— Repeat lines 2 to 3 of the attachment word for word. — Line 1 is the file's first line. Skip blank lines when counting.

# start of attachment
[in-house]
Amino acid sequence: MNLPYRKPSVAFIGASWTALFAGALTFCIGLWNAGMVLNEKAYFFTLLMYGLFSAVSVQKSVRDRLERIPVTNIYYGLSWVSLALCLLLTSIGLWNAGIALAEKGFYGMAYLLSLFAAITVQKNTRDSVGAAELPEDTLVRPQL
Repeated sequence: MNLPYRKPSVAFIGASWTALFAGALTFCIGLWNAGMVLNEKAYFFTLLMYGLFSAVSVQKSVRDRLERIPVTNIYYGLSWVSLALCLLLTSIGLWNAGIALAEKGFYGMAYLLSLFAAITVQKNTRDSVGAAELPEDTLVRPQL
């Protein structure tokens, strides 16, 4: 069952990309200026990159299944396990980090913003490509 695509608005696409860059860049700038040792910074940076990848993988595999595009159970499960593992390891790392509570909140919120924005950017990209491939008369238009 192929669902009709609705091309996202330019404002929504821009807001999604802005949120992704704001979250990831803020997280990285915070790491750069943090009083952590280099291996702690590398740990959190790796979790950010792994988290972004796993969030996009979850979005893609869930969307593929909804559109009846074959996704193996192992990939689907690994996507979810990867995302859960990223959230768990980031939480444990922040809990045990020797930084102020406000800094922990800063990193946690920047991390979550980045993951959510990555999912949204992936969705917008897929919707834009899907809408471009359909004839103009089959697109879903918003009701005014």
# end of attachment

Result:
Amino acid sequence: MNLPYRKPSVAFIGASWTALFAGALTFCIGLWNAGMVLNEKAYFFTLLMYGLFSAVSVQKSVRDRLERIPVTNIYYGLSWVSLALCLLLTSIGLWNAGIALAEKGFYGMAYLLSLFAAITVQKNTRDSVGAAELPEDTLVRPQL
Repeated sequence: MNLPYRKPSVAFIGASWTALFAGALTFCIGLWNAGMVLNEKAYFFTLLMYGLFSAVSVQKSVRDRLERIPVTNIYYGLSWVSLALCLLLTSIGLWNAGIALAEKGFYGMAYLLSLFAAITVQKNTRDSVGAAELPEDTLVRPQL